Wed . 19 May 2019

PulseAudio

pulse audio, pulseaudio-equalizer mint
PulseAudio is a network-capable sound server program distributed by freedesktoporg It runs on Linux, the BSDs including Mac OS X, Solaris and Microsoft Windows operating systems, although the Windows version has not been updated since 20115

PulseAudio is free and open-source software subject to the terms of the GNU Lesser General Public License 214

It was created in 2004 under the name Polypaudio but was renamed in 2006 to PulseAudio6

Contents

  • 1 Software architecture
    • 11 libcanberra
    • 12 libSydney
  • 2 Features
  • 3 Adoption
    • 31 Problems during adoption phase
  • 4 Related software
    • 41 Other sound servers
    • 42 General audio infrastructures
  • 5 See also
  • 6 References
  • 7 External links

Software architectureedit

PulseAudio operational flow chart PulseAudio is a daemon that does mixing in software

PulseAudio runs a sound server, a background process accepting sound input from one or more sources processes or capture devices and redirecting it to one or more sinks sound cards, remote network PulseAudio servers, or other processes7

One of the goals of PulseAudio is to reroute all sound streams through it, including those from processes that attempt to directly access the hardware like legacy OSS applications PulseAudio achieves this by providing adapters to applications using other audio systems, like aRts and ESD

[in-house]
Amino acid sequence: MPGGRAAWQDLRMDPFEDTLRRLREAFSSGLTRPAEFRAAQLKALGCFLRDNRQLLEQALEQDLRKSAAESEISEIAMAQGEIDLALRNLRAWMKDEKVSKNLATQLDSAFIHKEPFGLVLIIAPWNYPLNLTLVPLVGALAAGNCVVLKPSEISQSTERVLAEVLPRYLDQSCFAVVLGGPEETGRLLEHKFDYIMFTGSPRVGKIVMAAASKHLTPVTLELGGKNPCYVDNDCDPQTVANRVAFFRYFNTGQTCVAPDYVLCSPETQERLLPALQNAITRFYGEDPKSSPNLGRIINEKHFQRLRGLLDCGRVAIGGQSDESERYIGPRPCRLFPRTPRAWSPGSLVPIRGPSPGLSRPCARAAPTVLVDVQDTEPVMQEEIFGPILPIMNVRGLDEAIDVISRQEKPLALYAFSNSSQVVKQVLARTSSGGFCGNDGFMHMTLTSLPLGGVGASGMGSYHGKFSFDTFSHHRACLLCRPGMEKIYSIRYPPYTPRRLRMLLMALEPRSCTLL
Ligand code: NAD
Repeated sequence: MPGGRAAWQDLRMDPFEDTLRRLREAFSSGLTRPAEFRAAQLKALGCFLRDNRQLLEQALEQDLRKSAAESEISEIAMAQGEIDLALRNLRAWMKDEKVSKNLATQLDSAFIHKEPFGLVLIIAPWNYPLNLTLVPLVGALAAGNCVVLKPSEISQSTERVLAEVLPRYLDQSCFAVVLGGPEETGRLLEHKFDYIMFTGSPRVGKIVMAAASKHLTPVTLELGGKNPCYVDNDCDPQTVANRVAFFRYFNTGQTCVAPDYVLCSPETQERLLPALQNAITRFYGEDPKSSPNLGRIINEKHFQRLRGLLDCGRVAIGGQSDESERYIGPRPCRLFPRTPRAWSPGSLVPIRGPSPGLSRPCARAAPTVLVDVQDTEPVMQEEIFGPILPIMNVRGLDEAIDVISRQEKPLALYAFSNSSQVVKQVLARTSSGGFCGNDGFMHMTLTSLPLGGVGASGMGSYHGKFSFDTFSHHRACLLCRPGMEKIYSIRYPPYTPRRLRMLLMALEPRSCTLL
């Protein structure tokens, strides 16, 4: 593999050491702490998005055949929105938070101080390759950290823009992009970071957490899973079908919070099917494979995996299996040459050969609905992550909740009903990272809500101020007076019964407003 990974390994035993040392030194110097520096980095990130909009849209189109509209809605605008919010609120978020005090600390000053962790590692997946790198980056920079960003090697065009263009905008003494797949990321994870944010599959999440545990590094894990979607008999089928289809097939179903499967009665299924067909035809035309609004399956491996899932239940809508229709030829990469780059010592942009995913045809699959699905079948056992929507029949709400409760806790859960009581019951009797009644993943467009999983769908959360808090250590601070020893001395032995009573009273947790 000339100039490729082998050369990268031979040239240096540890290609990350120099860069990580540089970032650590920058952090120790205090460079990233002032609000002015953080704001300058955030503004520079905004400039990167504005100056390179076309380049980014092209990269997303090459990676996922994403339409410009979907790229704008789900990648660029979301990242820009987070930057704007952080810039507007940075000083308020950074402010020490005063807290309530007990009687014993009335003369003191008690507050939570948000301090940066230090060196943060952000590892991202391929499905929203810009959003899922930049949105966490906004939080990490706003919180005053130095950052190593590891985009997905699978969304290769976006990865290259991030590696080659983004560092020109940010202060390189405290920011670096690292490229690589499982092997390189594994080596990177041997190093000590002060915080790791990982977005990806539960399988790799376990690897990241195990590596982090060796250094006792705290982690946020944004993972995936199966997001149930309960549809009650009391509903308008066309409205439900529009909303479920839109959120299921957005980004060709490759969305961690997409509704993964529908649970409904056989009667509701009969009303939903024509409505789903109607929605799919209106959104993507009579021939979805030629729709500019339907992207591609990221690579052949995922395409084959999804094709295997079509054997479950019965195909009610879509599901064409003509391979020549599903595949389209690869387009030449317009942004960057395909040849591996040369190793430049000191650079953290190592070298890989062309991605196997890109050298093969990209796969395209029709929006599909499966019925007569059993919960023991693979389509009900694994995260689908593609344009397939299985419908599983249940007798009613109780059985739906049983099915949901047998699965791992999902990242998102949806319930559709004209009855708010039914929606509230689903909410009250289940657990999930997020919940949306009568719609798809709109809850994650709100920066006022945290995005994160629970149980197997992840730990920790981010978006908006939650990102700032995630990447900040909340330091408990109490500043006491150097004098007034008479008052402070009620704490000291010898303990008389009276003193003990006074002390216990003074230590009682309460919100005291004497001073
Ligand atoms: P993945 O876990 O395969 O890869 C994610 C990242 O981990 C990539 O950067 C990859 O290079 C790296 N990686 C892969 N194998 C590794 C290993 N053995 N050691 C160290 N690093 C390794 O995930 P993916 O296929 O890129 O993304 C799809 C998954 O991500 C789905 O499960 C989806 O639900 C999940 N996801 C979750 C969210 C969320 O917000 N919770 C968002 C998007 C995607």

In a typical installation scenario under Linux, the user configures ALSA to use a virtual device provided by PulseAudio Thus, applications using ALSA will output sound to PulseAudio, which then uses ALSA itself to access the real sound card PulseAudio also provides its own native interface to applications that want to support PulseAudio directly, as well as a legacy interface for ESD applications, making it suitable as a drop-in replacement for ESD

For OSS applications, PulseAudio provides the padsp utility, which replaces device files such as /dev/dsp, tricking the applications into believing that they have exclusive control over the sound card In reality, their output is rerouted through PulseAudio

Few programs cannot communicate with PulseAudio:
Sound source → libALSA → PulseAudio → ALSA driver → hardware

Most can:
Sound source → PulseAudio → ALSA driver → hardware

PulseAudio is network-capable:
Sound source → PulseAudio → network → PulseAudio → ALSA driver → hardware

A program can circumvent PulseAudio and communicate directly with the soundcard driver:
Sound source → ALSA driver → hardware

A program can circumvent PulseAudio and communicate with the ALSA soundserver:
Sound source → libALSA → ALSA driver → hardware

libcanberraedit

libcanberra is an abstract API for desktop event sounds and a total replacement for the "PulseAudio sample cache API":

  • Complies with the XDG Sound Theme and Naming Specifications
  • Defines a simple abstract interface for playing event sounds8
  • Interfaces with ALSA through libasound9
  • Has a back-end to PulseAudio10

libSydneyedit

libsydney is a total replacement for the "PulseAudio streaming API"

Featuresedit

The main PulseAudio features include:7

  • Per-application volume controls11
  • An extensible plugin architecture with support for loadable modules
  • Compatibility with many popular audio applications12
  • Support for multiple audio sources and sinks
  • Low latency operation and latency measurement
  • A zero-copy memory architecture for processor resource efficiency